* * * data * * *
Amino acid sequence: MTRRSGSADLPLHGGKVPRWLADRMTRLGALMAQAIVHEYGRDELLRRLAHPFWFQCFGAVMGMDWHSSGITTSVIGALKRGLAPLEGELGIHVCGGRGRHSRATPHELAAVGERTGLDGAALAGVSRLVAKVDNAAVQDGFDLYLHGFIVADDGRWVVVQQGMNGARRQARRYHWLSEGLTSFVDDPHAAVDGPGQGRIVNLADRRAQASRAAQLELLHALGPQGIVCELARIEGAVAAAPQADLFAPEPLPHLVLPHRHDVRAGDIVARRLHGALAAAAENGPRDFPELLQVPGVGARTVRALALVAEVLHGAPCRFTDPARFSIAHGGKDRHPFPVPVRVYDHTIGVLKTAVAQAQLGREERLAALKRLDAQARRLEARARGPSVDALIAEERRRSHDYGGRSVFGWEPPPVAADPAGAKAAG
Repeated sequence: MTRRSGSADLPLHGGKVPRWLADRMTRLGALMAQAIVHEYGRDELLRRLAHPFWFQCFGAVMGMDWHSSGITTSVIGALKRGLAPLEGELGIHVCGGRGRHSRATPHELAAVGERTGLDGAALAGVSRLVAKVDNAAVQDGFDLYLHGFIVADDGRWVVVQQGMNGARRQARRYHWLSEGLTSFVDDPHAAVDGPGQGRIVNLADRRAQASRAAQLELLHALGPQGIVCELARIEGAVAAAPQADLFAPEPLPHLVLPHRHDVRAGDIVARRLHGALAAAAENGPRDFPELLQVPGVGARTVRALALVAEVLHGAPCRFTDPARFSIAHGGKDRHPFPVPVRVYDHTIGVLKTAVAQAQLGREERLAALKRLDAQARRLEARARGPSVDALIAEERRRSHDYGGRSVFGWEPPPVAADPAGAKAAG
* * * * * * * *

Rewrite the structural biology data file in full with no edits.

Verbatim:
Amino acid sequence: MTRRSGSADLPLHGGKVPRWLADRMTRLGALMAQAIVHEYGRDELLRRLAHPFWFQCFGAVMGMDWHSSGITTSVIGALKRGLAPLEGELGIHVCGGRGRHSRATPHELAAVGERTGLDGAALAGVSRLVAKVDNAAVQDGFDLYLHGFIVADDGRWVVVQQGMNGARRQARRYHWLSEGLTSFVDDPHAAVDGPGQGRIVNLADRRAQASRAAQLELLHALGPQGIVCELARIEGAVAAAPQADLFAPEPLPHLVLPHRHDVRAGDIVARRLHGALAAAAENGPRDFPELLQVPGVGARTVRALALVAEVLHGAPCRFTDPARFSIAHGGKDRHPFPVPVRVYDHTIGVLKTAVAQAQLGREERLAALKRLDAQARRLEARARGPSVDALIAEERRRSHDYGGRSVFGWEPPPVAADPAGAKAAG
Repeated sequence: MTRRSGSADLPLHGGKVPRWLADRMTRLGALMAQAIVHEYGRDELLRRLAHPFWFQCFGAVMGMDWHSSGITTSVIGALKRGLAPLEGELGIHVCGGRGRHSRATPHELAAVGERTGLDGAALAGVSRLVAKVDNAAVQDGFDLYLHGFIVADDGRWVVVQQGMNGARRQARRYHWLSEGLTSFVDDPHAAVDGPGQGRIVNLADRRAQASRAAQLELLHALGPQGIVCELARIEGAVAAAPQADLFAPEPLPHLVLPHRHDVRAGDIVARRLHGALAAAAENGPRDFPELLQVPGVGARTVRALALVAEVLHGAPCRFTDPARFSIAHGGKDRHPFPVPVRVYDHTIGVLKTAVAQAQLGREERLAALKRLDAQARRLEARARGPSVDALIAEERRRSHDYGGRSVFGWEPPPVAADPAGAKAAG